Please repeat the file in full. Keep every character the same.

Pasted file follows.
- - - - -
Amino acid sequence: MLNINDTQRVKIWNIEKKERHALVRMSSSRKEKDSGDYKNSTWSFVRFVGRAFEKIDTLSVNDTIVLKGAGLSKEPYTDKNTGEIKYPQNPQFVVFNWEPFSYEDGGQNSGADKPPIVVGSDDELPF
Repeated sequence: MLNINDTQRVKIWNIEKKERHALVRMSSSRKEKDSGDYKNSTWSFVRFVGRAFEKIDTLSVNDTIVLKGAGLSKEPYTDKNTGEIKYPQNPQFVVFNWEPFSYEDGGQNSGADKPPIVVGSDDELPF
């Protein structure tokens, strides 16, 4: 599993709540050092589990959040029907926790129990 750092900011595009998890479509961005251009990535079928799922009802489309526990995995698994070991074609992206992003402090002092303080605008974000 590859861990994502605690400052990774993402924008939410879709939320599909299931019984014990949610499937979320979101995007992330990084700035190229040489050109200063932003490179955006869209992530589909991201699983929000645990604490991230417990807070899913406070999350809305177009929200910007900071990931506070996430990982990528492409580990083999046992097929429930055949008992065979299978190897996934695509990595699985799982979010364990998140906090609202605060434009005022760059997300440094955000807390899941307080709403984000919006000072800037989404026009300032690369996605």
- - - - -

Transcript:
Amino acid sequence: MLNINDTQRVKIWNIEKKERHALVRMSSSRKEKDSGDYKNSTWSFVRFVGRAFEKIDTLSVNDTIVLKGAGLSKEPYTDKNTGEIKYPQNPQFVVFNWEPFSYEDGGQNSGADKPPIVVGSDDELPF
Repeated sequence: MLNINDTQRVKIWNIEKKERHALVRMSSSRKEKDSGDYKNSTWSFVRFVGRAFEKIDTLSVNDTIVLKGAGLSKEPYTDKNTGEIKYPQNPQFVVFNWEPFSYEDGGQNSGADKPPIVVGSDDELPF
């Protein structure tokens, strides 16, 4: 599993709540050092589990959040029907926790129990 750092900011595009998890479509961005251009990535079928799922009802489309526990995995698994070991074609992206992003402090002092303080605008974000 590859861990994502605690400052990774993402924008939410879709939320599909299931019984014990949610499937979320979101995007992330990084700035190229040489050109200063932003490179955006869209992530589909991201699983929000645990604490991230417990807070899913406070999350809305177009929200910007900071990931506070996430990982990528492409580990083999046992097929429930055949008992065979299978190897996934695509990595699985799982979010364990998140906090609202605060434009005022760059997300440094955000807390899941307080709403984000919006000072800037989404026009300032690369996605």